By admin on October 3, 2017 in News


Finalist 2017 in the Fisher’s Ghost Art Award.

I am immensely appreciative and grateful for these two portraits being chosen as finalists in the 2017 Fisher’s Ghost Art Prize. Thank  you and am feeling blessed to be in the company of such wonderful artists.


The origins of the Art Prize arose from the series of historical events which occurred in Campbelltown. Currently Fisher’s Ghost Festival celebrations take place annually in Campbelltown.

The Open section of the Art Award is acquisitive to the C-A-C permanent collection and is awarded prize-money of $20,000. In the past it has been awarded to some of Australia’s most respected Contemporary artists including Elisabeth Cummings, Khaled Sabsabi, Justene Williams, David Bromley, Marion Borgelt, Raquel Ormella and Philip Wolfhagen.


On 17 June 1826 an English-born Australian farmer from Campbelltown named Frederick Fisher (born 28 August 1792 in London) suddenly disappeared. His friend and neighbour George Worrall claimed that Fisher had returned to England, and that before departing had given him power of attorney over his property and general affairs. Later, Worrall claimed that Fisher had written to him to advise that he was not intending to return to Australia, and giving his farm to Worrall.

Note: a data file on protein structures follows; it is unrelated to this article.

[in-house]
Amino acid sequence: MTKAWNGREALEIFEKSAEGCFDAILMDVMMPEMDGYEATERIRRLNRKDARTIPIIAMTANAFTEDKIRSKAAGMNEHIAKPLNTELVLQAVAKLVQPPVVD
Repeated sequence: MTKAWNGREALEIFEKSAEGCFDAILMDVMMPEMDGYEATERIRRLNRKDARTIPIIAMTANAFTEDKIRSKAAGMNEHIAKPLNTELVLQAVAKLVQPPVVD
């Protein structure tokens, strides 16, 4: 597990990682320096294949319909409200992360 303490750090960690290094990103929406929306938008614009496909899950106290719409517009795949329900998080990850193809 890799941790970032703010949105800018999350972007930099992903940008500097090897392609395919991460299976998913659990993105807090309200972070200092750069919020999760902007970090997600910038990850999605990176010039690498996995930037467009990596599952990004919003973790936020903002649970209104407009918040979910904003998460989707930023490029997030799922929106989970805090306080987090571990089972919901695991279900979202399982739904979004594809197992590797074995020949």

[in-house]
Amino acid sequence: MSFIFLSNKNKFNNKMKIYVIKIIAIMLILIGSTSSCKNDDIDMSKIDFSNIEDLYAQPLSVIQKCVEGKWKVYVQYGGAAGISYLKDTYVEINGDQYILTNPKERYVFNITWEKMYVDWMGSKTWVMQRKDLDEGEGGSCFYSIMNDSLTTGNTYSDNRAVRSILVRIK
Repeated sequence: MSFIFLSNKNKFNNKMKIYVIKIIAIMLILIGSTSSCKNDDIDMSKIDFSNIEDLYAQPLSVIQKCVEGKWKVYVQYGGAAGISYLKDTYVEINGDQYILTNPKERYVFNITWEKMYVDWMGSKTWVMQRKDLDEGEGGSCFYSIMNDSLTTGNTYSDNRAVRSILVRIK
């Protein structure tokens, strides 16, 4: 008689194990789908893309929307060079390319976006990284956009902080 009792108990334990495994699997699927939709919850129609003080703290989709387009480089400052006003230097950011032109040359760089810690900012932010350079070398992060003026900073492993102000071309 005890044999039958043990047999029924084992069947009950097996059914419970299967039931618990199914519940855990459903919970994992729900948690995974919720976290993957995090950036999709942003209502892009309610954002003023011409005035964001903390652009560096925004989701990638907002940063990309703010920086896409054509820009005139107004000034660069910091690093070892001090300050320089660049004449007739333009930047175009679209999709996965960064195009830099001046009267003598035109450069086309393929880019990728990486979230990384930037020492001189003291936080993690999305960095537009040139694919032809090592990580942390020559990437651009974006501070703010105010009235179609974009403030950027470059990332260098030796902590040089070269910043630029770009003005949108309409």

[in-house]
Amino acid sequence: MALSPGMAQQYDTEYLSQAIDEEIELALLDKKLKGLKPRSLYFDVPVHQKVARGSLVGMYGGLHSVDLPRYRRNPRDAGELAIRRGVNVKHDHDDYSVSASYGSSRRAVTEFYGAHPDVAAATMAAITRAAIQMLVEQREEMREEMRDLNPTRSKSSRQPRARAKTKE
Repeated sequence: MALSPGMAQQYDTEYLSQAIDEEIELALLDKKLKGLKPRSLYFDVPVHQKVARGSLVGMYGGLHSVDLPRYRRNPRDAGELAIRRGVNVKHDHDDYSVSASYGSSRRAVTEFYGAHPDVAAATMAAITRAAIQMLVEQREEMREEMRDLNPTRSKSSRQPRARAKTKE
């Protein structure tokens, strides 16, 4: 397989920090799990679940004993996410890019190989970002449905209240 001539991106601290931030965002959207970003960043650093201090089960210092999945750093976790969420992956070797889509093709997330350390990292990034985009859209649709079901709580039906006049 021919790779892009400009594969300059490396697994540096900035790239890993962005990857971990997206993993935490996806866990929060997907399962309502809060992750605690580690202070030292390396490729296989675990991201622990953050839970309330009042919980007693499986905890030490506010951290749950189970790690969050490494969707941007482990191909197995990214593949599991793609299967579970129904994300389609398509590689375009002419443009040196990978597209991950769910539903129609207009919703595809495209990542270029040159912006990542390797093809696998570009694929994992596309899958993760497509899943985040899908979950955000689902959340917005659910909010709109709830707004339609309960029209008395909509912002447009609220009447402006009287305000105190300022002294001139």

Four months after Fisher’s disappearance a respectable local man named John Farley, ran into the local hotel in a very agitated state. He told the astonished patrons that he had seen the ghost of Fred Fisher sitting on the rail of a nearby bridge. Farley related that the ghost had not spoken, but had merely pointed to a paddock beyond the creek, before disappearing.

Initially Farley’s tale was dismissed, but the circumstances surrounding Fisher’s disappearance eventually aroused sufficient suspicion that a police search of the paddock to which the ghost had pointed was undertaken – during which the remains of the murdered Fisher were discovered buried by the side of a creek. George Worrall was arrested for the crime, confessed, and subsequently hanged. Fred Fisher, whose lands he had coveted, was buried in the cemetery at St. Peter’s Anglican Church in Campbelltown.

It has been suggested that Farley invented the ghost story as a way of concealing some other speculated source of his knowledge about the whereabouts of Fisher’s body, but this cannot be confirmed. Joe Nickell has written the ghost story may have originated from an anonymous poem in 1832 which fictionalized Fisher and Worrall.

Contemporary police and court records do not mention the ghost story. The legend of Fisher’s ghost has since entered popular folklore and the creek beside which the body was discovered is known as Fisher’s Ghost Creek, although it has now, however, been converted into mostly a storm water drain.